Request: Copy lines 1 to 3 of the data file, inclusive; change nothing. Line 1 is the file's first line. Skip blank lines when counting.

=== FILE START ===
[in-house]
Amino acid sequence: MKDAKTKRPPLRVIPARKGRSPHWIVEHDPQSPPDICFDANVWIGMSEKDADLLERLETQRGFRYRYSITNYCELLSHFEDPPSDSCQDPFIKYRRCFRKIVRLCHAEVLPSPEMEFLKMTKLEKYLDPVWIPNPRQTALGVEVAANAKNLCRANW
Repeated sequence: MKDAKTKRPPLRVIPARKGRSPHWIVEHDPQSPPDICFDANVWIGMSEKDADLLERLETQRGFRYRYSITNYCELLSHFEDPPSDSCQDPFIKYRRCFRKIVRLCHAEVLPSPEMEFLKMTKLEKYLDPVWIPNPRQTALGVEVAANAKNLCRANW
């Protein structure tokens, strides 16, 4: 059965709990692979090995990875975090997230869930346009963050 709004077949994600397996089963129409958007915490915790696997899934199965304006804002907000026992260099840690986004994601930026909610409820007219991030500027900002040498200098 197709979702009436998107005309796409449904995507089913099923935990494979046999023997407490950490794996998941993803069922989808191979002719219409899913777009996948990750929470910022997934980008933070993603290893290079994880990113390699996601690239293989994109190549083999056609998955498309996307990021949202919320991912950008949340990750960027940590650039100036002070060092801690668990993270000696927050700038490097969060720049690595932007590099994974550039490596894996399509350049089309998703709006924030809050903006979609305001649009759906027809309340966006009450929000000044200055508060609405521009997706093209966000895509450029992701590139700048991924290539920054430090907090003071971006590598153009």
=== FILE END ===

[in-house]
Amino acid sequence: MKDAKTKRPPLRVIPARKGRSPHWIVEHDPQSPPDICFDANVWIGMSEKDADLLERLETQRGFRYRYSITNYCELLSHFEDPPSDSCQDPFIKYRRCFRKIVRLCHAEVLPSPEMEFLKMTKLEKYLDPVWIPNPRQTALGVEVAANAKNLCRANW
Repeated sequence: MKDAKTKRPPLRVIPARKGRSPHWIVEHDPQSPPDICFDANVWIGMSEKDADLLERLETQRGFRYRYSITNYCELLSHFEDPPSDSCQDPFIKYRRCFRKIVRLCHAEVLPSPEMEFLKMTKLEKYLDPVWIPNPRQTALGVEVAANAKNLCRANW